FAQ - Emergency Shelter for Families Experiencing Homelessness
The Department of Housing and Community Development (DHCD) intends to locate an Emergency Family Shelter at the Best Western on 740 Elm St. in Concord. The family shelter meets a critical need of Massachusetts families experiencing homelessness. The Town of Concord is working with the DHCD to understand the impact on various town services and identify key supportive needs in preparation of welcoming these vulnerable families.
This FAQ was developed to address questions and concerns that have been raised because of this news. The FAQs will be updated as more information and details are developed. Rep. Simon Cataldo released a related statement on February 7, 2023, which may be of interest and can be found here.
Updated correspondence from the Office of Simon Cataldo dated February 27, 2023.
FAQ (Updated 3/27/23)
What can we do as a community to support these families?
What is the updated arrival of families to the Best Western?
Families arrived for medium and long-term stays at the Best Western the week of March 13th. Most of the school-aged children who will be staying at the Best Western will be transported to their home school districts outside of Concord for the duration of their stay. A minority of the students will be enrolled at Concord schools. The school district is coordinating with the on-site service provider to ensure that every students’ educational needs are met as quickly as possible.
Some of the rooms at the Best Western will be used for transitional stays of a maximum of 5 days. School-aged children in this group will not be enrolled in Concord schools or transported to their home districts.
The Town Manager, Superintendent of Schools and town staff; including Fire, Police, Human Services, Health, and the Town Manager's Office, met with representatives from DHCD and DESE on Friday, February 24, 2023 to get an update on plans for the emergency family shelter at the Best Western. Also in attendance were Reps. Barrett and Cataldo. Updates of note include:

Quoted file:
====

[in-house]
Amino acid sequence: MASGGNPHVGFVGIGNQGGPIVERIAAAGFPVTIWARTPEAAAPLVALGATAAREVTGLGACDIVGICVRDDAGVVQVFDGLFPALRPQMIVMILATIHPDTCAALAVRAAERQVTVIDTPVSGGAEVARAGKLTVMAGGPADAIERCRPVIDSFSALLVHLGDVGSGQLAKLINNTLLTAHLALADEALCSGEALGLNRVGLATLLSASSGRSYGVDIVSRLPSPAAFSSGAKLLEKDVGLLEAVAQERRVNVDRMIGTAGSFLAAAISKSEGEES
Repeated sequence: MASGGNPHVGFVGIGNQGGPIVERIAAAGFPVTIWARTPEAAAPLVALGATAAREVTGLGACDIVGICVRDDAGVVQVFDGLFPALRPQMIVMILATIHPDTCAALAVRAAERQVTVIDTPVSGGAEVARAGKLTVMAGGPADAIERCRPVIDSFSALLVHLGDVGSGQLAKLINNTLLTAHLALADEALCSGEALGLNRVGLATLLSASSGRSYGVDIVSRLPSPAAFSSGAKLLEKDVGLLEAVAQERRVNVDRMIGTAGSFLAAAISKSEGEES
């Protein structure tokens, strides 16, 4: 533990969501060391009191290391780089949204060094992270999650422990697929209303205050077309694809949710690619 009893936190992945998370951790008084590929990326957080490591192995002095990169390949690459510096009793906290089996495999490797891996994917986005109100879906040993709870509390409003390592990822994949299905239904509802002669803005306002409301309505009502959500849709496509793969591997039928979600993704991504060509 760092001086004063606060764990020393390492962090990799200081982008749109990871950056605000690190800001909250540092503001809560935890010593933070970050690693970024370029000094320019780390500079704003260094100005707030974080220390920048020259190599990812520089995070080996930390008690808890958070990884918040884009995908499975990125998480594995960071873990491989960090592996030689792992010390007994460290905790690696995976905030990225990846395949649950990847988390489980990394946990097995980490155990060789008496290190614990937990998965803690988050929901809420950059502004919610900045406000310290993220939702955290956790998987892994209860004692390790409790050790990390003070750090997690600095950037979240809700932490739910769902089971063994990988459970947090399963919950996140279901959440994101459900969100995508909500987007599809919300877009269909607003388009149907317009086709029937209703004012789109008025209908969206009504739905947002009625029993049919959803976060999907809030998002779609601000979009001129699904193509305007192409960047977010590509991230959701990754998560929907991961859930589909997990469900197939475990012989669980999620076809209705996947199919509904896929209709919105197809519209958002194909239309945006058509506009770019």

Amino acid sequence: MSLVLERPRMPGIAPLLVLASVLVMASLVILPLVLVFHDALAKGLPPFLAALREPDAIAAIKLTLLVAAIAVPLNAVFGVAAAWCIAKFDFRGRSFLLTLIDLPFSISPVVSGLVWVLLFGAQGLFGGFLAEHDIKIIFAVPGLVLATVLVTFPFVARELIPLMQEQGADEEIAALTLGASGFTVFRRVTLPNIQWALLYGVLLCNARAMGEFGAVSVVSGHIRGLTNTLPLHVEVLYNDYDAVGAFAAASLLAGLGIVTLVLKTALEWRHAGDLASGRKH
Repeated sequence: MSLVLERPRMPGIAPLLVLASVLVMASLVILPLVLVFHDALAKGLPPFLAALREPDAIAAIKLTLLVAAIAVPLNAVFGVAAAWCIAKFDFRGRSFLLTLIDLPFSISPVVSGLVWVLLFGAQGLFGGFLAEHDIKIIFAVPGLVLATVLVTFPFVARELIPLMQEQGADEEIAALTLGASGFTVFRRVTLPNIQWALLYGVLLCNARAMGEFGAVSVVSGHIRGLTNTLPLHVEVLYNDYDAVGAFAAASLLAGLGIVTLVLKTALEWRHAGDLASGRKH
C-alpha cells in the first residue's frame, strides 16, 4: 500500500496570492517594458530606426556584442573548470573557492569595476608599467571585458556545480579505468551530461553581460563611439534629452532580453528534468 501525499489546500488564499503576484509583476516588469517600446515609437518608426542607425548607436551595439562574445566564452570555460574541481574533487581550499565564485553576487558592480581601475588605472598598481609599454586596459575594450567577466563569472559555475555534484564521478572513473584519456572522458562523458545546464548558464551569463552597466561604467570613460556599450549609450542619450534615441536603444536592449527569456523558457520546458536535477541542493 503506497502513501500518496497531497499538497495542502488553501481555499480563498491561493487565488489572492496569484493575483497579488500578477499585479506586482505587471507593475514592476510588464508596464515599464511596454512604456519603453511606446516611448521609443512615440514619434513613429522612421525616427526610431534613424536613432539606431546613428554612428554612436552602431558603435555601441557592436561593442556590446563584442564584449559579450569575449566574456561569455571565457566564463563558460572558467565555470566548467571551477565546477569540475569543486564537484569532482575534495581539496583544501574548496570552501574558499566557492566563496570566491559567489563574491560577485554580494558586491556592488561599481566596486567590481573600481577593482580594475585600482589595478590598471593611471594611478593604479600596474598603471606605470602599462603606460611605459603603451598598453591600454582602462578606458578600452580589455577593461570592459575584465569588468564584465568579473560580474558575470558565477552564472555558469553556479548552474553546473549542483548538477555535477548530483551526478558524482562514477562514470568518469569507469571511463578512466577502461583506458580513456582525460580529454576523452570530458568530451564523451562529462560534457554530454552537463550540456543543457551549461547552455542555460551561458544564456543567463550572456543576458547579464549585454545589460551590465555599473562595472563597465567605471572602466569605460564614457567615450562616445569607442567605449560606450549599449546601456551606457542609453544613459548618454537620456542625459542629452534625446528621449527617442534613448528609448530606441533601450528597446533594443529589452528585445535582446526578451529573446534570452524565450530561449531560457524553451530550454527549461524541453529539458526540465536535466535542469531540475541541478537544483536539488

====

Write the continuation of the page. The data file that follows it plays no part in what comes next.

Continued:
- Facility to serve as an "in-take" shelter, with families transitioning to more permanent housing within 3-5 days. Over the long term, the facility may also serve as medium term housing until longer term housing is identified.
- Initially DHCD estimates there will be up to 50 families housed on an emergency basis. The greatest need in the area is for young, single women with infants and/ or other young (preschoolers).
- The 9 parties who have been living in long-term residence at the Best Western were given the opportunity to stay. Six will stay and 3 have chosen to relocate. The parties who have elected to stay will be located to one wing of the motel.
What is an "in-take" shelter?
Once a family identifies as unhoused and qualifies for the Emergency Assistance program managed by DHCD, they are offered emergency shelter. While at the in-take facility, needs and services are assessed and appropriate longer-term housing is identified. Currently, at the Devens facility this is typically a 3-5 day process from arrival to transition to more permanent housing. The Devens center will be phased out over the next several weeks, with in-take services transitioned to the Best Western. Advantages of the in-person in-take model is ability to get to know clients, form relationships and better assess and meet their needs.
Why is an emergency family shelter necessary?
What is DHCD’s plan for the Best Western in Concord?
Who will be staying at the family shelter?
What is “Right to Shelter"?
What is the DHCD’s role in addressing family homelessness?
How long will families stay at the shelter?
DHCD shelters meet three needs: